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Europe rules e-books won't get tax breaks like paper books

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Isn't it ironic that tiny nuances of tax law can often cause colossal results out in the real world? It's one of those judgments that has rocked Europe after its highest court ruled that e-books aren't actually goods at all. Currently, paper books sold in the EU are subjected to a smaller amount of sales tax, since having an educated, literate population is generally considered to be a good thing. France and Luxembourg, seeing no difference between books and e-books, have been offering similar discounts on the latter since 2012.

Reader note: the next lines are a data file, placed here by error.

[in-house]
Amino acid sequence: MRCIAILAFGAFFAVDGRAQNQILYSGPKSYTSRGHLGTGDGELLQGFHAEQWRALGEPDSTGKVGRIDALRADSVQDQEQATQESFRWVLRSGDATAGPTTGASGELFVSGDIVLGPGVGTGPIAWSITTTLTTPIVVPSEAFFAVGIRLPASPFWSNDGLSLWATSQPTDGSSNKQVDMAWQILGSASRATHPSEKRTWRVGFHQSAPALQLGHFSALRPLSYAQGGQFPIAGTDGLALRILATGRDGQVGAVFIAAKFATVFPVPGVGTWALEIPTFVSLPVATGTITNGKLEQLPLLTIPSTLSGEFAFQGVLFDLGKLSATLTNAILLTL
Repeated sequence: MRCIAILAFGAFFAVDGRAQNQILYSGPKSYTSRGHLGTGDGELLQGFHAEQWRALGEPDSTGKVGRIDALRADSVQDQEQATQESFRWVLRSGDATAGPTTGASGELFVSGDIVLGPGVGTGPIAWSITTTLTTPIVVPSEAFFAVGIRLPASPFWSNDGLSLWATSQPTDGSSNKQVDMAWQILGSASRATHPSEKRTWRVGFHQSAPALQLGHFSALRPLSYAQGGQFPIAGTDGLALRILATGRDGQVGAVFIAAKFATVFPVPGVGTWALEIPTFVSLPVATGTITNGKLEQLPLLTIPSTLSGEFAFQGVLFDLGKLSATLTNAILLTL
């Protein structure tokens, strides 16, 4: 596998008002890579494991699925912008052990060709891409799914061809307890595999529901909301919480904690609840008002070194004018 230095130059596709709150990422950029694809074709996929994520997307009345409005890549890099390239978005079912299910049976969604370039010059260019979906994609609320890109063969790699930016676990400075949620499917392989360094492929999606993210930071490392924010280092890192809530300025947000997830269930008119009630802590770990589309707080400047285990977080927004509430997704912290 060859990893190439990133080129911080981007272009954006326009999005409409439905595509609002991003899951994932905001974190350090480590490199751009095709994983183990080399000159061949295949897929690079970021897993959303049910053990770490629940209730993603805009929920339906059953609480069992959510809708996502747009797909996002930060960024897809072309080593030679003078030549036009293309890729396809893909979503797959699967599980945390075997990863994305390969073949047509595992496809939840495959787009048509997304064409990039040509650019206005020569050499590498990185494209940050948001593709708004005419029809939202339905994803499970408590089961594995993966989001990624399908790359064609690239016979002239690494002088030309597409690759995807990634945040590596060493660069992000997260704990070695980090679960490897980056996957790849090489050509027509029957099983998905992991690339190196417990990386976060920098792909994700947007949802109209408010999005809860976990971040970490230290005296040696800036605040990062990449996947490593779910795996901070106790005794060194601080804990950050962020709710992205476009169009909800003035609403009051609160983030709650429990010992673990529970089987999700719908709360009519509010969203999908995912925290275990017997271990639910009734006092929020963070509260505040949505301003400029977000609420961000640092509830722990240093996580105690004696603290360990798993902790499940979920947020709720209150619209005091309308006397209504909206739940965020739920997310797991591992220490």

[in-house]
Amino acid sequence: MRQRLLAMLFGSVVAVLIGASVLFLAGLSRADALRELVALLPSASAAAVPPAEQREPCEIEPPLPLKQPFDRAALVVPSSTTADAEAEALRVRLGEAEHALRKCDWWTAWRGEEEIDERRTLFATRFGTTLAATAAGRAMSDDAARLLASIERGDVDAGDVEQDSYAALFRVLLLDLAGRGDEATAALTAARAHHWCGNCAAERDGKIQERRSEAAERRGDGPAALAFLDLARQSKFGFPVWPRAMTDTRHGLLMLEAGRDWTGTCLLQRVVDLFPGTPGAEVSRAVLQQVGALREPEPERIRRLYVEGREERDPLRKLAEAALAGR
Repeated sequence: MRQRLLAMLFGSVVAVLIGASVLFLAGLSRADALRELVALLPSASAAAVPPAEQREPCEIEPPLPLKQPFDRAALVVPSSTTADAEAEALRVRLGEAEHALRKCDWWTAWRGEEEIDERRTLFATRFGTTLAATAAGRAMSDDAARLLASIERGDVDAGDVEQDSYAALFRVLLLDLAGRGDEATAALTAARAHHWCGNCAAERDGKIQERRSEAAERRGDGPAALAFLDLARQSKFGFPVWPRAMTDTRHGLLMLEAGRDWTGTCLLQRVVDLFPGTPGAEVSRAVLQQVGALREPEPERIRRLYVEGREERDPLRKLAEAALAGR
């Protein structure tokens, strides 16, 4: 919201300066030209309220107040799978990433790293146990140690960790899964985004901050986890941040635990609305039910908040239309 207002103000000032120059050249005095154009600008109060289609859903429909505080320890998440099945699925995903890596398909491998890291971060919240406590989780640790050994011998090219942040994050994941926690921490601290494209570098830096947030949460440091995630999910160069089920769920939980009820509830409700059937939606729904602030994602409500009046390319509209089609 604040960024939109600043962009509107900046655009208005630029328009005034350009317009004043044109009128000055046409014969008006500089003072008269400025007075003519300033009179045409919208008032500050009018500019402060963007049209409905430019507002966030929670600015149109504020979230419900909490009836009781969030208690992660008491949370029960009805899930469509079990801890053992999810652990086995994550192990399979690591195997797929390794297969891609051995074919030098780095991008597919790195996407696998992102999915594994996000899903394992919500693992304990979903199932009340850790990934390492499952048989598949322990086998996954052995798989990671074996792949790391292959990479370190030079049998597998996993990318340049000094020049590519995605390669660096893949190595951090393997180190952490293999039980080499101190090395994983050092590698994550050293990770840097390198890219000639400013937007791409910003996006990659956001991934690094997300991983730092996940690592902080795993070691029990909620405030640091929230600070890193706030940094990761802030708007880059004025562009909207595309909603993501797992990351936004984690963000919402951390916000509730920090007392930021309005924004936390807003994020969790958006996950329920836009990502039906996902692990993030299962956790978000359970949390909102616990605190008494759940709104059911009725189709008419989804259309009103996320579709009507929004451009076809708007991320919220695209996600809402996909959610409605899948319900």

This got the European Commission all hot and bothered, prompting it to sue two of its member states for breaching value-added tax rules. According to the court, since you need another device, like a computer or e-reader, to actually read an electronic book, those titles are actually a service rather than a good. That means, that for readers in those two countries, the tax rates will go up from 5.5 (France) and 3 (Luxembourg) percent to 20 and 17 percent, respectively.

It's likely that both France and Luxembourg will have to pick up the tab for the now illegal tax break, but the ramifications may not stop with a procedural slap on the wrist. After all, the judgment could now raise questions about the sale of digital movies and music, which are both similarly reliant on devices. Hell, you can't even enjoy a CD without a player, so expect plenty of future judgments in the digital media space to debate the merits of this case for years to come.

Happy World Book Day, folks.

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